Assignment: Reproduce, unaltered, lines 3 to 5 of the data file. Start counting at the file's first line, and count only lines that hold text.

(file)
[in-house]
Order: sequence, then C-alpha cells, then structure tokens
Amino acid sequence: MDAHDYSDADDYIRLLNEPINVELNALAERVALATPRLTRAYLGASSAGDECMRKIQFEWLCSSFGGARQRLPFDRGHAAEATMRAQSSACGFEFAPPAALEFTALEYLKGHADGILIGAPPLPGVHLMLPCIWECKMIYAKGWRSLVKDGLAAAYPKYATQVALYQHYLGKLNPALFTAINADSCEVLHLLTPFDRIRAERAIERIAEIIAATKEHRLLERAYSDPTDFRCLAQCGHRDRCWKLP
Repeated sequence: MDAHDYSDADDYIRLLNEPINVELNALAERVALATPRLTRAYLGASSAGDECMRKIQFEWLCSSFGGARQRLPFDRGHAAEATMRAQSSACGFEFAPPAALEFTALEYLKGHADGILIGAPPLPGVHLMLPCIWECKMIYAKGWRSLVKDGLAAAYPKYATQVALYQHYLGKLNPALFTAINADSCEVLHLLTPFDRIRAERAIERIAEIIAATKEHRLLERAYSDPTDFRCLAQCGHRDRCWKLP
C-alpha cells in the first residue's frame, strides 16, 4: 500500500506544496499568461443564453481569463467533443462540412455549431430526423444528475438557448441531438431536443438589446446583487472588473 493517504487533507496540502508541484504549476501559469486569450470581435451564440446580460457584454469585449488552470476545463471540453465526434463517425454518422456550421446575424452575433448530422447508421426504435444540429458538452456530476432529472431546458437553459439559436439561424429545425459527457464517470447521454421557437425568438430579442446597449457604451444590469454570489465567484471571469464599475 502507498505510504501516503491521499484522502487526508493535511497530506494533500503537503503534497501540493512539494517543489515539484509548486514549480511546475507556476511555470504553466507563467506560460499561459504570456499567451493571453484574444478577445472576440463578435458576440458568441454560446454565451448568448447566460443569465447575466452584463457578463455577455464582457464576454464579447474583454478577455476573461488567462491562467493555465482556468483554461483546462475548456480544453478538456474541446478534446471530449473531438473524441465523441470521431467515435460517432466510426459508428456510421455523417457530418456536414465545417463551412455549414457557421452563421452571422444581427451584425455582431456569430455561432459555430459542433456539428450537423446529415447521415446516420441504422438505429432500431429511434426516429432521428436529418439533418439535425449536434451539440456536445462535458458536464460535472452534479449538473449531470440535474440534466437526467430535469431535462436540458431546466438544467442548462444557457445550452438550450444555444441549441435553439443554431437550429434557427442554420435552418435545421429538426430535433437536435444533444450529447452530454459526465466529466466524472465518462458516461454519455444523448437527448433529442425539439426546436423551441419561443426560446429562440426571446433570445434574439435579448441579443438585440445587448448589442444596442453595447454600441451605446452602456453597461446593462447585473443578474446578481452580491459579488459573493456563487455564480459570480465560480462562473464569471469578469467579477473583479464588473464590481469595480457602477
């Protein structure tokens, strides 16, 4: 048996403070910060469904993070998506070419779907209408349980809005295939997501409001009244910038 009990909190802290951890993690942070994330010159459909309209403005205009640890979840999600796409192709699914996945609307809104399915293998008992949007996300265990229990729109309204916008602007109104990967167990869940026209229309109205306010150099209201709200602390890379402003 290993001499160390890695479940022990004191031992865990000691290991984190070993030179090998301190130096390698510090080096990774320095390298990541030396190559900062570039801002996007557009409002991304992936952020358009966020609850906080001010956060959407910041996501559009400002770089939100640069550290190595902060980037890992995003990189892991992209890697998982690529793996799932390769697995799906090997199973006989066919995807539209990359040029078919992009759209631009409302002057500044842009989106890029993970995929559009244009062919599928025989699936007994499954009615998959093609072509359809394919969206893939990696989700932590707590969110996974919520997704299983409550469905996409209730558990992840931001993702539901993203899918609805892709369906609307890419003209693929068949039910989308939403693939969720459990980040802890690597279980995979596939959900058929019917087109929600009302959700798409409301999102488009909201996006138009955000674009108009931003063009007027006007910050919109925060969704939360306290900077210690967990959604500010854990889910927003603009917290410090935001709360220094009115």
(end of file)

Amino acid sequence: MDAHDYSDADDYIRLLNEPINVELNALAERVALATPRLTRAYLGASSAGDECMRKIQFEWLCSSFGGARQRLPFDRGHAAEATMRAQSSACGFEFAPPAALEFTALEYLKGHADGILIGAPPLPGVHLMLPCIWECKMIYAKGWRSLVKDGLAAAYPKYATQVALYQHYLGKLNPALFTAINADSCEVLHLLTPFDRIRAERAIERIAEIIAATKEHRLLERAYSDPTDFRCLAQCGHRDRCWKLP
Repeated sequence: MDAHDYSDADDYIRLLNEPINVELNALAERVALATPRLTRAYLGASSAGDECMRKIQFEWLCSSFGGARQRLPFDRGHAAEATMRAQSSACGFEFAPPAALEFTALEYLKGHADGILIGAPPLPGVHLMLPCIWECKMIYAKGWRSLVKDGLAAAYPKYATQVALYQHYLGKLNPALFTAINADSCEVLHLLTPFDRIRAERAIERIAEIIAATKEHRLLERAYSDPTDFRCLAQCGHRDRCWKLP
C-alpha cells in the first residue's frame, strides 16, 4: 500500500506544496499568461443564453481569463467533443462540412455549431430526423444528475438557448441531438431536443438589446446583487472588473 493517504487533507496540502508541484504549476501559469486569450470581435451564440446580460457584454469585449488552470476545463471540453465526434463517425454518422456550421446575424452575433448530422447508421426504435444540429458538452456530476432529472431546458437553459439559436439561424429545425459527457464517470447521454421557437425568438430579442446597449457604451444590469454570489465567484471571469464599475 502507498505510504501516503491521499484522502487526508493535511497530506494533500503537503503534497501540493512539494517543489515539484509548486514549480511546475507556476511555470504553466507563467506560460499561459504570456499567451493571453484574444478577445472576440463578435458576440458568441454560446454565451448568448447566460443569465447575466452584463457578463455577455464582457464576454464579447474583454478577455476573461488567462491562467493555465482556468483554461483546462475548456480544453478538456474541446478534446471530449473531438473524441465523441470521431467515435460517432466510426459508428456510421455523417457530418456536414465545417463551412455549414457557421452563421452571422444581427451584425455582431456569430455561432459555430459542433456539428450537423446529415447521415446516420441504422438505429432500431429511434426516429432521428436529418439533418439535425449536434451539440456536445462535458458536464460535472452534479449538473449531470440535474440534466437526467430535469431535462436540458431546466438544467442548462444557457445550452438550450444555444441549441435553439443554431437550429434557427442554420435552418435545421429538426430535433437536435444533444450529447452530454459526465466529466466524472465518462458516461454519455444523448437527448433529442425539439426546436423551441419561443426560446429562440426571446433570445434574439435579448441579443438585440445587448448589442444596442453595447454600441451605446452602456453597461446593462447585473443578474446578481452580491459579488459573493456563487455564480459570480465560480462562473464569471469578469467579477473583479464588473464590481469595480457602477